It’s time for Evolution, according to Pro-Ject. Taking its most popular turntable design and altering almost every aspect, while at the same time increasing the price, is a dangerous game, but the Debut Carbon Evo is a triumph of calculated risk-taking that takes all the jeopardy out of buying your first deck.
Pro-Ject has worked hard at making its latest Debut a current class leader, but also one with the potential to morph into a steady mid-range competitor by offering a series of affordable add-ons. However, as you can see from the five stars on this review, the basic deck is impressive enough as it is.
Among the upgrades are improved motor mounting, new height-adjustable damped feet and a heavy steel platter that weighs 1.7kg and features a thermoplastic elastomer (TPE) damping ring on the inside for quieter operation.
Perhaps most welcome, though, is the addition of a rocker switch on the bottom of the deck, which allows you to adjust the rotation speed. No more removing the platter and manually readjusting the belt when you want to go from 33.33rpm to 45.
Speeds 33 rpm, 45rpm, 78rpm (optional)
Tonearm mass 6g
Tonearm length 21.8cm
Power consumption 4W
Dimensions (hwd) 11.8 x 41.5 x 32cm
But we think you’ll want to interact with this record player as much as possible. Having followed Pro-Ject’s Debut line for many years, there’s a real sense of it reaching adulthood with the new Debut Carbon Evo.
Everything about it says it has reached maturity, from the clean lines and lack of ornamentation to the gorgeous finish of its new satin colourways. Alongside the usual high gloss finishes – available in black, white or red – and a real wood veneer, there are five glorious satin options (black, white, blue, green and yellow) for no extra cost.
Despite being lightweight and incredibly stiff, we notice a little play in the bearings of the deck’s one-piece Carbon tonearm. But that doesn’t take away from the fact this is the best tonearm we have found on one of Pro-Ject’s Debut offerings.
While most people will get the familiar Ortofon 2M Red cartridge, customers in the States will instead find the Sumiko Rainier. Our sample features the former, so our US readers may wish to test this deck themselves before purchasing, though Pro-Ject’s promise of potential upgrades means this is one area in which you might experiment anyway.
Once out of the box, you’ll have the Debut Carbon Evo up and running in moments – just add the belt, platter and weights and you’re pretty much ready to go. Despite the lack of branding, its identity as part of the Pro-Ject family is revealed immediately as the room is bathed in its rich, full-bodied tone.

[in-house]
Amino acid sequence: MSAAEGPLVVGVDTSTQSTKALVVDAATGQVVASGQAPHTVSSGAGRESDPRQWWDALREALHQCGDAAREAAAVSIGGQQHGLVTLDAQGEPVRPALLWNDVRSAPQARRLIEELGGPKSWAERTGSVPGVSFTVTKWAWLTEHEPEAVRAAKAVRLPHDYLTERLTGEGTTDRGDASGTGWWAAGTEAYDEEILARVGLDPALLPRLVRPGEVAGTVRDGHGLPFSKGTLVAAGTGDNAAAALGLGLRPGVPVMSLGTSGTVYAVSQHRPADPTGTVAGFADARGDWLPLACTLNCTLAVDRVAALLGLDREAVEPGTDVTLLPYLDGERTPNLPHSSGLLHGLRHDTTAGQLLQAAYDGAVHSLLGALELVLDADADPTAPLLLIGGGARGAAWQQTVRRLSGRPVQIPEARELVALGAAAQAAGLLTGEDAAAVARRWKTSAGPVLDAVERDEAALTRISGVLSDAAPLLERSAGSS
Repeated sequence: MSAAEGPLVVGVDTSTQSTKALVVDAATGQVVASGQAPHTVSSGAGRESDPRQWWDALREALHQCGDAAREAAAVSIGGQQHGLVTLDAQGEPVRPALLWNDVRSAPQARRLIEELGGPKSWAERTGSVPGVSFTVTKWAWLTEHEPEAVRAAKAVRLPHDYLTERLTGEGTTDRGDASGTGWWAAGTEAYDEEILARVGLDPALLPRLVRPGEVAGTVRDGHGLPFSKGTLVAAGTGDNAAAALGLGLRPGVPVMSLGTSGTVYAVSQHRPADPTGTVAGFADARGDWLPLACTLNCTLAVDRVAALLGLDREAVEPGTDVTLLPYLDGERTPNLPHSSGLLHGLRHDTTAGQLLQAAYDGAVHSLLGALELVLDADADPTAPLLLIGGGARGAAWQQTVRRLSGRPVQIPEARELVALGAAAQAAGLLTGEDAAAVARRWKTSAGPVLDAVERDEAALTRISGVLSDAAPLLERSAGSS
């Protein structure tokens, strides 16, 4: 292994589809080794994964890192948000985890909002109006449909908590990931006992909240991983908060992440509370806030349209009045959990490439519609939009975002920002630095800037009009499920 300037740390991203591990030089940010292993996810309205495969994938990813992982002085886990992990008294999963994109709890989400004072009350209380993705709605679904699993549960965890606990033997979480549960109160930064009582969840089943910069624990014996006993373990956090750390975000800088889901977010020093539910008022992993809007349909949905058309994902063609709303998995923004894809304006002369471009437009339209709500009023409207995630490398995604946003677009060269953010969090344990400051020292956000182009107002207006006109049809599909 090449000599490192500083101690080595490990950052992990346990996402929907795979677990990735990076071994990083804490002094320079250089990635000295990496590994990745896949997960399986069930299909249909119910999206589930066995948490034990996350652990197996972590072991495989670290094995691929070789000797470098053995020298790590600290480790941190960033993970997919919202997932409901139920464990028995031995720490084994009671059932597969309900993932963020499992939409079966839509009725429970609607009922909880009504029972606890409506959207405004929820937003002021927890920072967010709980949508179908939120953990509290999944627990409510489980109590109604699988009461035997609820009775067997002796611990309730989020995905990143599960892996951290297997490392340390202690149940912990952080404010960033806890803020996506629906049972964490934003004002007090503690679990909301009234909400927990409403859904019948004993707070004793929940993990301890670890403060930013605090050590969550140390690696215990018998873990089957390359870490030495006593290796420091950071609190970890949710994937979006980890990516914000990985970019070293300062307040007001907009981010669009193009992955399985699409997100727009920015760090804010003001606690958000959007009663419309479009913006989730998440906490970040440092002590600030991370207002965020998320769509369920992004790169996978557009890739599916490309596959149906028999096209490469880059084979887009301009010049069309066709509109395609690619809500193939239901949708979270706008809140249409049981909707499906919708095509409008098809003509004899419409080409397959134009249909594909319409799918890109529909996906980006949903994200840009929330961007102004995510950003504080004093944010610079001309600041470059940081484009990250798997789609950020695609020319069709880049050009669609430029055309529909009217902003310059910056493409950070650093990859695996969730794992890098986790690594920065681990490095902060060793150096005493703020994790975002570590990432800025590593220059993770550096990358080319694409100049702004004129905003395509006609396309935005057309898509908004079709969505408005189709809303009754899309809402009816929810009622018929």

Of course, that is of little surprise. The company has long proven its ability to offer up a magnificently plush midrange, with vocals so often a particular treat when given so much warmth and held up by plenty of weight in the bass.
It is also partnered with a great deal of detail and texture. Where competitors might beef up their sound in an attempt to disguise a lack of real insight, Pro-Ject here welcomes you to explore its vast sonic range, proving its aptitude for making a deck that is both easy to listen to and prepared for deeper, more analytical sessions.
That easy listening, unfussy nature is invaluable for a turntable of this type, at this price, given the vast array of products with which it might be partnered, but again that would be next to worthless if the new Debut lacked the ability to engage.
It might be an area in which some of the company’s decks have been lacking recently, but in terms of dynamic expression and rhythmic precision, we are at least on par for a five-star deck at this price. The Debut Carbon Evo keeps our attention fixed with its keen ear for emotion and just enough drive to punch out staccato rhythms.
It’s certainly a more laid-back approach than that taken by similarly-priced competitors, such as the Rega Planar 2, but it’s convincing nonetheless and entirely in keeping with this Pro-Ject’s overall character. The performance might not be quite as energetic or as clean, but it is no less attractive because of it.
Whether or not the Debut Carbon Evo is the best record player for you might be decided by whether you prefer its fuller, more relaxed character or the more spritely and lean alternative of its main competitor.
What shouldn’t be up for question, however, is whether you give it a spin for yourself. For those in the market for a deck costing less than half a grand, the Pro-Ject Debut Carbon Evo is a must listen.
- Sound 5
- Features 5
- Build 5
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Read our Pro-Ject Debut Carbon review
Read our Rega Planar 2 review